Anup Malani : Courses and Seminars
The Federal Budget
The budget sets the size and scope of government. It affects everything the federal government does. The United States is currently facing a budgetary crisis that will involve hard choices about government spending and taxation. This seminar will examine the federal budget process. It will start by examining the basic facts about the U.S. fiscal situation and budget, how the budget is calculated, and the process by which it is set. The seminar will then turn to central topics within the budget, such as taxation, health care, social security, and discretionary spending. Finally, it will consider budget reform proposals. Students will be expected to write a paper on a topic related to the federal budget.
Anup Malani, David A. Weisbach
Economic Analysis of The Law
This course introduces the concepts of law and economics. Over the last forty years, economics has become an important tool for those who want to understand the effect legal rules have on the way people behave. This course also explores the extent to which the principles of economics can be used to explain the workings of the legal system itself. The topics covered in this course include the Coase theorem, the choice between property and liability rules, the allocative effects of alternative liability rules (e.g., strict liability versus negligence); the determination of damages for breach of contract; and the economics of legal procedure. No prior acquaintance with economics or calculus is assumed; the relevant economic concepts are developed through an examination of particular legal applications. The student's grade is based on a final examination.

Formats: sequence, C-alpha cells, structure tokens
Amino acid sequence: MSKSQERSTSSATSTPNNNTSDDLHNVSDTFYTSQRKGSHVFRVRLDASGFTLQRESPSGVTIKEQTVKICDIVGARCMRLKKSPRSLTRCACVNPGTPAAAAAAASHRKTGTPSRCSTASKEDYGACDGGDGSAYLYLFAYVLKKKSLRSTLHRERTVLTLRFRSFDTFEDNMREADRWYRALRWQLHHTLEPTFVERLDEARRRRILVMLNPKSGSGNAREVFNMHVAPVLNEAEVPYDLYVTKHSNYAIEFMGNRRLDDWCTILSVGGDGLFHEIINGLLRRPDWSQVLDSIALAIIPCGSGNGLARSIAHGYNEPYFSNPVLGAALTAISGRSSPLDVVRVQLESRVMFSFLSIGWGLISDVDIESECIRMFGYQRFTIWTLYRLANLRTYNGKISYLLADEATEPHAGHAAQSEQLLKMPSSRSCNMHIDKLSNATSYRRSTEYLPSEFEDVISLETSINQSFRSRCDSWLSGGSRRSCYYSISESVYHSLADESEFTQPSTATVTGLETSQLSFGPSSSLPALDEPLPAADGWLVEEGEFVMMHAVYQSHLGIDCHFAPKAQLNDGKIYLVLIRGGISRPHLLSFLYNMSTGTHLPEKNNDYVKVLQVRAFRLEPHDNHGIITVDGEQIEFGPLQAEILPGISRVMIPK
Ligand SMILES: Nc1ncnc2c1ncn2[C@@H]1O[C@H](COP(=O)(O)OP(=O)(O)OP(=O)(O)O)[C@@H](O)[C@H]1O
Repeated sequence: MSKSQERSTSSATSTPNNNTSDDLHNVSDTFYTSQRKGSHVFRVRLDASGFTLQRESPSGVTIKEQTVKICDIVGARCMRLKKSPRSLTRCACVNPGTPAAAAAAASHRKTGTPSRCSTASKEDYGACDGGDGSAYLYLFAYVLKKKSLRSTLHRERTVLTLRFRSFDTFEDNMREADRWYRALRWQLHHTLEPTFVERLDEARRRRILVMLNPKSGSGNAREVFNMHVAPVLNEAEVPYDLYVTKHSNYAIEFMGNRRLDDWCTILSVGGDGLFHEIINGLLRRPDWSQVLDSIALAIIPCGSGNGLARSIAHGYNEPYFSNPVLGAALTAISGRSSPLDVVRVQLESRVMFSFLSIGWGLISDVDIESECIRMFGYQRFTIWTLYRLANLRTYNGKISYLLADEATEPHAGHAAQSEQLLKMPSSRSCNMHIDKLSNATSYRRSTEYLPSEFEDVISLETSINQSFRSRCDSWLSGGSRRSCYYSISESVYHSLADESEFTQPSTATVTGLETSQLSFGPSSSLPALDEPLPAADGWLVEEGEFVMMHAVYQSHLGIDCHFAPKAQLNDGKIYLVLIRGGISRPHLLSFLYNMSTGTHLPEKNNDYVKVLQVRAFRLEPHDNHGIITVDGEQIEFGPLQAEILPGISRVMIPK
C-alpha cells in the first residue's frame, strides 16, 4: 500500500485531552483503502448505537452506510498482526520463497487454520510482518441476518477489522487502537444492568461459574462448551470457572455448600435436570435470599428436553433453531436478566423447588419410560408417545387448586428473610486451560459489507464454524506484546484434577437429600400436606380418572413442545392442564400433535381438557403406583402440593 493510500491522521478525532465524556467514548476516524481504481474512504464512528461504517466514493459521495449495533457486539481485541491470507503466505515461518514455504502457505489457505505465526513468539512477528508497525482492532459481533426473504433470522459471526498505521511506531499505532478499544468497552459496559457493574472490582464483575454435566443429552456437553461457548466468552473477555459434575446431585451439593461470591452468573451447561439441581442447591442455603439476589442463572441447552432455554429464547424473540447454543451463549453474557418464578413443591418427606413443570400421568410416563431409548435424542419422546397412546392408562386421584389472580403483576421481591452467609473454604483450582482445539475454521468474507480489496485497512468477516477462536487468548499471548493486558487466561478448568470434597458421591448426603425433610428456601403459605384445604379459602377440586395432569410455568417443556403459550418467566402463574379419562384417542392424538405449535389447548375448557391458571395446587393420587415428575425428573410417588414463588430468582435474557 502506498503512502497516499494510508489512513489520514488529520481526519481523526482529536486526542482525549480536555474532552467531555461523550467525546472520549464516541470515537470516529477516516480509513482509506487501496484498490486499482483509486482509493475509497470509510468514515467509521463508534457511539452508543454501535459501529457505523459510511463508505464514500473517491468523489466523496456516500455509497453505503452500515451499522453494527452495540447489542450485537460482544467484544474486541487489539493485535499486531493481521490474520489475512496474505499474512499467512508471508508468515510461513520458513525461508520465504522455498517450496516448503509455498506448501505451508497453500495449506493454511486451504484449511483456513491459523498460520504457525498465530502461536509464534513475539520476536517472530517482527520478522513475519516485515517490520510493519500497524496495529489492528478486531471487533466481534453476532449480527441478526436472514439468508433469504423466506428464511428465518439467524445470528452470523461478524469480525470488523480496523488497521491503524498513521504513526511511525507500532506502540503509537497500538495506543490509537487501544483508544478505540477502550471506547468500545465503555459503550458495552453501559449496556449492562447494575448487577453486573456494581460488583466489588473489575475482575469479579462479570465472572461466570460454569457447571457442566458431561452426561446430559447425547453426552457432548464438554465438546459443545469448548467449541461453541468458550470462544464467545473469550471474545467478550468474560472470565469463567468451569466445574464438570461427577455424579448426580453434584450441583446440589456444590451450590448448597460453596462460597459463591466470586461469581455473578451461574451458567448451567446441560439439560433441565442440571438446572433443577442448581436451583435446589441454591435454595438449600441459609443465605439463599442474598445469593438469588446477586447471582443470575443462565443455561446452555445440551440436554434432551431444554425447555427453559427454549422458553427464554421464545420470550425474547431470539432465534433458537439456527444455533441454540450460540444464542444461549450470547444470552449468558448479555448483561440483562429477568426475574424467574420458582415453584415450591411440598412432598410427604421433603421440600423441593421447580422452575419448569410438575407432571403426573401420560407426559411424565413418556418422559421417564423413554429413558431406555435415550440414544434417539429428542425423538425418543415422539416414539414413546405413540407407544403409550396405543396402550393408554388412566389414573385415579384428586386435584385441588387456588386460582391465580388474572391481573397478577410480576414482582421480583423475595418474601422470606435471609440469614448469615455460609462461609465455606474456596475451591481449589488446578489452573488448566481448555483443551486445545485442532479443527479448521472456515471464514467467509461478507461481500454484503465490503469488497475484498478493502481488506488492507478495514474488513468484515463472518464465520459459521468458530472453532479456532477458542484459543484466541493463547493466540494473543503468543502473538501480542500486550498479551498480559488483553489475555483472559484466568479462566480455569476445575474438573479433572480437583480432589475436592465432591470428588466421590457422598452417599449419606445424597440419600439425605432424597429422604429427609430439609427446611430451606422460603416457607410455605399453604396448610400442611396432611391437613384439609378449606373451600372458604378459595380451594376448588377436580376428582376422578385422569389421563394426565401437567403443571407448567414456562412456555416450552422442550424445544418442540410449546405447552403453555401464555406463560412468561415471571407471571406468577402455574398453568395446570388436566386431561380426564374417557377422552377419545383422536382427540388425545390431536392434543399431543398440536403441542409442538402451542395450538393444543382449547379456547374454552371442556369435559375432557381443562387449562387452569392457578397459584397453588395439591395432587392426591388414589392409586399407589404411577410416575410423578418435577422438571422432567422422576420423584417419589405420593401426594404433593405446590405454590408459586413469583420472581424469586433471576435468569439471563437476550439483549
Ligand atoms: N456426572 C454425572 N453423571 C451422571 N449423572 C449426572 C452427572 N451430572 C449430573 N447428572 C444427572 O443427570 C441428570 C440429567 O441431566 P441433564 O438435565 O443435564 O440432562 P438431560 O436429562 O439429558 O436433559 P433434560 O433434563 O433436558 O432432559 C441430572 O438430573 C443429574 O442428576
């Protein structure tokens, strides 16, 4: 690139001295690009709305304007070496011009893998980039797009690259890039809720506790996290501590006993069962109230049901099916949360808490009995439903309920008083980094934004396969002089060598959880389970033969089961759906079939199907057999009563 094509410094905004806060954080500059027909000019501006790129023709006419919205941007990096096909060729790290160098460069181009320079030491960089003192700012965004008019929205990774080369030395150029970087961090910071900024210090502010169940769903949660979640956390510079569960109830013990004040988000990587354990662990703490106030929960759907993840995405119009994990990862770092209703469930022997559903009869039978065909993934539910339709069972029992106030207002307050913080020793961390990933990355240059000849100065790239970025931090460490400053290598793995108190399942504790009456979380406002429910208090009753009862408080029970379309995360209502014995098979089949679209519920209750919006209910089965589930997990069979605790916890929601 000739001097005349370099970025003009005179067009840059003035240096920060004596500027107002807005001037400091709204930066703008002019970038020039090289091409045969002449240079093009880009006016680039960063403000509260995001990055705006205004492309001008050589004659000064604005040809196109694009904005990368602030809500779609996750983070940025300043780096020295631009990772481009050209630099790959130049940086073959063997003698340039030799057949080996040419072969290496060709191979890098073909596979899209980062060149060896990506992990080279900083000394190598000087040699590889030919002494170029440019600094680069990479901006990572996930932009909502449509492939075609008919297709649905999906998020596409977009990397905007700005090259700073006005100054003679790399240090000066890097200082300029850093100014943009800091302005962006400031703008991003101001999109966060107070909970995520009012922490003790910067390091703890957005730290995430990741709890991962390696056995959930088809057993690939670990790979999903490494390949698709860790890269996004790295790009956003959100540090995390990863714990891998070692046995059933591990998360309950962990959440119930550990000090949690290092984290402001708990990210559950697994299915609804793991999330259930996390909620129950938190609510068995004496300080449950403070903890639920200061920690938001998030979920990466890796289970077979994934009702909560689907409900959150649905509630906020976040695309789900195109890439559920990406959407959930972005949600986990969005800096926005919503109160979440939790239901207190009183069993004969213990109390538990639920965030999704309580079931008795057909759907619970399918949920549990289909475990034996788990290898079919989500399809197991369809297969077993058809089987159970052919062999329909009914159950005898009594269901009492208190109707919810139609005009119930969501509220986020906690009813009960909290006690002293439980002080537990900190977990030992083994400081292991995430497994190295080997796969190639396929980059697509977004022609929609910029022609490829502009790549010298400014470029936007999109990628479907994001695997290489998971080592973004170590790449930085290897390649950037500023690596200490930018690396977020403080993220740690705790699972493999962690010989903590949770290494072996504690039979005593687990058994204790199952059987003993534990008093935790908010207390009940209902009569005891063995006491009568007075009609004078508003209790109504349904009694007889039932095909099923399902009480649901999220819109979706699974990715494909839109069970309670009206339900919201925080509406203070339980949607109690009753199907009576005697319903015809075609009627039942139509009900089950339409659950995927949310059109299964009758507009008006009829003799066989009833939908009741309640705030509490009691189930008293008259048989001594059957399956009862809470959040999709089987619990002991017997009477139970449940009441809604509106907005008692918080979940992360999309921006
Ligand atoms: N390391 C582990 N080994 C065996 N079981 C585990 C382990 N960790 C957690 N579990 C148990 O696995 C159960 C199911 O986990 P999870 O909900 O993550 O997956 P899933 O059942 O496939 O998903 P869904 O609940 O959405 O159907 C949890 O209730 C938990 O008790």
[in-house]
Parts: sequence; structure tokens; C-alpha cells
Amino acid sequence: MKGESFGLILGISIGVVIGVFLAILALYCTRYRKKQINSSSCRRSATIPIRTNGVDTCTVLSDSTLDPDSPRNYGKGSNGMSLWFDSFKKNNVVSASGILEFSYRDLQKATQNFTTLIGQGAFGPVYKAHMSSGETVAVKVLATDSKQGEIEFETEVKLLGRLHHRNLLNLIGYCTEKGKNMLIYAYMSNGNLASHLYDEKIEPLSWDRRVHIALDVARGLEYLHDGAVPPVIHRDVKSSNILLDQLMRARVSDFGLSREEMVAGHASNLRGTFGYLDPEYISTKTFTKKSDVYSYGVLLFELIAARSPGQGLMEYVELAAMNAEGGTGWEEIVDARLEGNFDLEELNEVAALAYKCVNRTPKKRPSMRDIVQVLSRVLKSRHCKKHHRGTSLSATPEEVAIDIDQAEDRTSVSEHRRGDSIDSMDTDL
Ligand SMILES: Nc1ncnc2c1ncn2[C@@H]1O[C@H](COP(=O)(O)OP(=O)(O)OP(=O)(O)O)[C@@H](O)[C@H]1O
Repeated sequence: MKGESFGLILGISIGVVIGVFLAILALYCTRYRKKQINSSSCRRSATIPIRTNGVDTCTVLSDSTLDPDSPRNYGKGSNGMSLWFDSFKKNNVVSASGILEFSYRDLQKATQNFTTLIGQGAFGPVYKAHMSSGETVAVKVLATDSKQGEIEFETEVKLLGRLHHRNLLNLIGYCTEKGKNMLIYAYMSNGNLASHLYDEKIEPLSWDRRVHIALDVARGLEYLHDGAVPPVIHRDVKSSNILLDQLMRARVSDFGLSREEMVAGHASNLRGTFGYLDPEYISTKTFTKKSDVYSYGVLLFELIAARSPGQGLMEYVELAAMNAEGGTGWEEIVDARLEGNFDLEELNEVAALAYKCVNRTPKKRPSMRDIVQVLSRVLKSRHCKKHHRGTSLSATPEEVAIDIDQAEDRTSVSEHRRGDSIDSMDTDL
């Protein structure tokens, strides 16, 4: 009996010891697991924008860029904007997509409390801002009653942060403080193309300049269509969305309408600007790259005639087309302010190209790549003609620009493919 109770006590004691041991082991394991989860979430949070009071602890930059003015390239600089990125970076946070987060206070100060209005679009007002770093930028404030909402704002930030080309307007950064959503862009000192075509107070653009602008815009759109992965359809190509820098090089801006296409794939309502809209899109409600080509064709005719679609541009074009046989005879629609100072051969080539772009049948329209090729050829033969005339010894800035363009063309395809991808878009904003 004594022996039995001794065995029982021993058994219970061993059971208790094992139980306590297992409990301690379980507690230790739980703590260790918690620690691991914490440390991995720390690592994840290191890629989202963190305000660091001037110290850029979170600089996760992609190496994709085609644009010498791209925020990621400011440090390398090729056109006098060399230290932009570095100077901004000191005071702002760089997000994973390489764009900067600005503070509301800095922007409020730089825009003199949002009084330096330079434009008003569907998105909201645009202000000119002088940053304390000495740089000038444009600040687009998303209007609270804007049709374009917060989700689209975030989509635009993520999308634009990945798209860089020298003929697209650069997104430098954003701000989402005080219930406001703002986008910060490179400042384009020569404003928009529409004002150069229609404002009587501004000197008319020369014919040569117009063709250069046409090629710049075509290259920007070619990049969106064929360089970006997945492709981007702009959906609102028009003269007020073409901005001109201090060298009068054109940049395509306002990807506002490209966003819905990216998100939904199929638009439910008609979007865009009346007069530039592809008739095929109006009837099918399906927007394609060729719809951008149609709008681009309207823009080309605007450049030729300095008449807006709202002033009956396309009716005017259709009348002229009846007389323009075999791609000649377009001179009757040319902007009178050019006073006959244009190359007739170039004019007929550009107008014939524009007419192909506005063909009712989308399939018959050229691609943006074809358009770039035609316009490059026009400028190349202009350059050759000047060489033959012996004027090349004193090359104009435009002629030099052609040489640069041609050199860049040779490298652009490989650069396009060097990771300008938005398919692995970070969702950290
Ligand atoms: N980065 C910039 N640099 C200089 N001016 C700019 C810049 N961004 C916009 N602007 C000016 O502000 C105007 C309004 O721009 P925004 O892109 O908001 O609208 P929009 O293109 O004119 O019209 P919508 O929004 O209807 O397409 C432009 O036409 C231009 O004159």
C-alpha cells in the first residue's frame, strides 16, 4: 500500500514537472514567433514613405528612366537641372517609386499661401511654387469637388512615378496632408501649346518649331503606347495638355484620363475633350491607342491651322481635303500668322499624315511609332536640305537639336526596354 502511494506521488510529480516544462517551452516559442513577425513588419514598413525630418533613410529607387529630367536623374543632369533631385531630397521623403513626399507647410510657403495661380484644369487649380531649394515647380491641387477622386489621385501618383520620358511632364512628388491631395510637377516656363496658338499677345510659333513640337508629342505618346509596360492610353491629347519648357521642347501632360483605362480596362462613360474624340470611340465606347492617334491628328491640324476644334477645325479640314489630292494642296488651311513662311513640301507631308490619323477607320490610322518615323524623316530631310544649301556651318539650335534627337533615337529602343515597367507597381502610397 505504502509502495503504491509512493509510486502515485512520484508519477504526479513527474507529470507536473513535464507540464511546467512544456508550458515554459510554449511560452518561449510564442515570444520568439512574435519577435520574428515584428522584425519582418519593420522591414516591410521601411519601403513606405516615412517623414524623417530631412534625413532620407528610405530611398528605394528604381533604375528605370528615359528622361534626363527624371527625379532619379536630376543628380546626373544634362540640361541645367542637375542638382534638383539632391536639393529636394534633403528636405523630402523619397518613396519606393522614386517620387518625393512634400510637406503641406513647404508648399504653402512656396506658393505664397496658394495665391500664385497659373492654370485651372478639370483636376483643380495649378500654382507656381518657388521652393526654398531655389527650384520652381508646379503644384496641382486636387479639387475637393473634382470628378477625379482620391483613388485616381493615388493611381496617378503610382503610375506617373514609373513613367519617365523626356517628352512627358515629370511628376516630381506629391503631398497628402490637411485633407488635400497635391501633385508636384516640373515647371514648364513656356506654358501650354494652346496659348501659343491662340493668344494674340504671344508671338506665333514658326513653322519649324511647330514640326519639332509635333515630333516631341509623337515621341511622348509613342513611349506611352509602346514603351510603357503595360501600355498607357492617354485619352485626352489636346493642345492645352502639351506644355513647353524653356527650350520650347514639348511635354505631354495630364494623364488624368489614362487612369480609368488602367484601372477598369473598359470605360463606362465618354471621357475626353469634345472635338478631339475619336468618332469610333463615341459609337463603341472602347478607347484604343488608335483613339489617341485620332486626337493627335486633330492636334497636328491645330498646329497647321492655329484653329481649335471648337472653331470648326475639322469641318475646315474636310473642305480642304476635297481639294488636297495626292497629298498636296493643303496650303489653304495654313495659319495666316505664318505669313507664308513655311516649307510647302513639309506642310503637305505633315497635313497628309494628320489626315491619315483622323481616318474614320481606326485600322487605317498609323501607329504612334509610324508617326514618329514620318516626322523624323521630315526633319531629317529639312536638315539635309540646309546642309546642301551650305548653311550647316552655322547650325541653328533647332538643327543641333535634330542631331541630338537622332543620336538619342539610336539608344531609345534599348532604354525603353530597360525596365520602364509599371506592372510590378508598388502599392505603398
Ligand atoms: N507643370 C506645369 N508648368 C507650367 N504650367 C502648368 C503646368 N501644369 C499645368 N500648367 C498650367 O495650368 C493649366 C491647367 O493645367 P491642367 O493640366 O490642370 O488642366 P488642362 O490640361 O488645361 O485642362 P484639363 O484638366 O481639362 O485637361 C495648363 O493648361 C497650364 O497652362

Advanced Law and Economics: Theory and Practice
This course examines theoretical and empirical work in the economic analysis of law. It will cover, among other things, optimal tort rules, models of contract liability and remedies, optimal criminal rules, settlement and plea bargaining, and models of judicial behavior. Students are required to be PhD students in the Economics Department, the Harris School or the Booth School, or law students. Students should have the equivalent of an undergraduate economics degree or have taken Economic Analysis of the Law in the Law School. The course will expect students to have Economics PhD-level math skills. Students will be required to submit 3-4 short research proposals related to topics covered in class. These proposals are sketches of original research that, once developed, could yield publishable academic papers.